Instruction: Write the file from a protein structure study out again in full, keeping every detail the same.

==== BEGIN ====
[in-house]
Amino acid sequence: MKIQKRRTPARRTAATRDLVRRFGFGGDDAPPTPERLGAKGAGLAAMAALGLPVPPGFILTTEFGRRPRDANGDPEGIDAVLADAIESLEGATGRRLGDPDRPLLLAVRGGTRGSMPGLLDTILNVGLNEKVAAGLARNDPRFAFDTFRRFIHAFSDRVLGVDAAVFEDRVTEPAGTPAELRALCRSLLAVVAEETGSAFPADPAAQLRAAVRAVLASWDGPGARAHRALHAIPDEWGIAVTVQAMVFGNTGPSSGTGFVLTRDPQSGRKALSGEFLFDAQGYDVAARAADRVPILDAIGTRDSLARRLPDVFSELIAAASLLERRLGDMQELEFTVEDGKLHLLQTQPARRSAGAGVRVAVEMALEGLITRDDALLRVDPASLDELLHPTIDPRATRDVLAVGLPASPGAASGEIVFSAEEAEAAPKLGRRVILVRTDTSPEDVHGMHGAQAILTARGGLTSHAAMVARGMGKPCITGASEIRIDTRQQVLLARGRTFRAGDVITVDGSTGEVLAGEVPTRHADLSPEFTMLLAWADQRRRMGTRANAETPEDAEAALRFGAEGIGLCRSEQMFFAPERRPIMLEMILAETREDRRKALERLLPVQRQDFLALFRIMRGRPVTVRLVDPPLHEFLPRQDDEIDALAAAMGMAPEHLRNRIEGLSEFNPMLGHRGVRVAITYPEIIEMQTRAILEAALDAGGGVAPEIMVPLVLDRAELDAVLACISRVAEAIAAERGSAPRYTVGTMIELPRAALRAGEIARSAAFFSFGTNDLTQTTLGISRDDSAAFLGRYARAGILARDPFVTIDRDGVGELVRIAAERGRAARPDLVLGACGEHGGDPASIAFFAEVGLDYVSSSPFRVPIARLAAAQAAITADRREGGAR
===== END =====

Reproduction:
[in-house]
Amino acid sequence: MKIQKRRTPARRTAATRDLVRRFGFGGDDAPPTPERLGAKGAGLAAMAALGLPVPPGFILTTEFGRRPRDANGDPEGIDAVLADAIESLEGATGRRLGDPDRPLLLAVRGGTRGSMPGLLDTILNVGLNEKVAAGLARNDPRFAFDTFRRFIHAFSDRVLGVDAAVFEDRVTEPAGTPAELRALCRSLLAVVAEETGSAFPADPAAQLRAAVRAVLASWDGPGARAHRALHAIPDEWGIAVTVQAMVFGNTGPSSGTGFVLTRDPQSGRKALSGEFLFDAQGYDVAARAADRVPILDAIGTRDSLARRLPDVFSELIAAASLLERRLGDMQELEFTVEDGKLHLLQTQPARRSAGAGVRVAVEMALEGLITRDDALLRVDPASLDELLHPTIDPRATRDVLAVGLPASPGAASGEIVFSAEEAEAAPKLGRRVILVRTDTSPEDVHGMHGAQAILTARGGLTSHAAMVARGMGKPCITGASEIRIDTRQQVLLARGRTFRAGDVITVDGSTGEVLAGEVPTRHADLSPEFTMLLAWADQRRRMGTRANAETPEDAEAALRFGAEGIGLCRSEQMFFAPERRPIMLEMILAETREDRRKALERLLPVQRQDFLALFRIMRGRPVTVRLVDPPLHEFLPRQDDEIDALAAAMGMAPEHLRNRIEGLSEFNPMLGHRGVRVAITYPEIIEMQTRAILEAALDAGGGVAPEIMVPLVLDRAELDAVLACISRVAEAIAAERGSAPRYTVGTMIELPRAALRAGEIARSAAFFSFGTNDLTQTTLGISRDDSAAFLGRYARAGILARDPFVTIDRDGVGELVRIAAERGRAARPDLVLGACGEHGGDPASIAFFAEVGLDYVSSSPFRVPIARLAAAQAAITADRREGGAR